As shown in Figs. 2, 3 and 7, at least the first solid-state light emitting device, 22a, is operatively connected to the electrical junction 18 such that it is capable of receiving a

current or electrical power sufficient to operate the solid-state light emitting device 22 when the electrical junction 18 is operatively connected to mains power. Of course, as would be understood by one of ordinary skill in the lighting art having the present specification before them, operable electrical connection to each solid-state light emitting device 22a-22g would be expected. A decision to operatively connect less than all of the solid-state light emitting devices would be primarily an issue of design choice.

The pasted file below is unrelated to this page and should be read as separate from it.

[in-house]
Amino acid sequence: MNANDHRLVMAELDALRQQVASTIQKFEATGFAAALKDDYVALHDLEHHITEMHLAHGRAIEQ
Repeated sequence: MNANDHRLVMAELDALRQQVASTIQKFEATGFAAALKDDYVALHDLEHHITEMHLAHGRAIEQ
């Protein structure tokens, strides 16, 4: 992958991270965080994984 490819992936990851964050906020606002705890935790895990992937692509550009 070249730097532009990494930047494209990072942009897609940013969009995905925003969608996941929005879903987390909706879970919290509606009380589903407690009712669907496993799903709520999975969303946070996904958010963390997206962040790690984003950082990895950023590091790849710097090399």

As shown in Figs. 1 and 2, the lighting assembly 10 and 200 further comprises a power supply 24 operatively connected to mains power via the electrical junction 18 for providing a low voltage sufficient to generate the current or electrical power for operating the first solid-state light emitting device 22a or, alternatively, each of the solid-state light emitting devices 22a-22g mounted to the trim 20 or 220. The power supply 24 may be a standard power supply adapted to supply one or more low voltage outputs (e.g., 12 or 5 VDC) based on mains power (e.g., 120 VAC). Alternatively, the power supply 24 may be an LED driver, transformer, resistor, or other active or passive electrical component or group of components capable of converting mains power to the low (AC or DC) voltage level required to operate a respective solid-state light emitting device 22a-22g.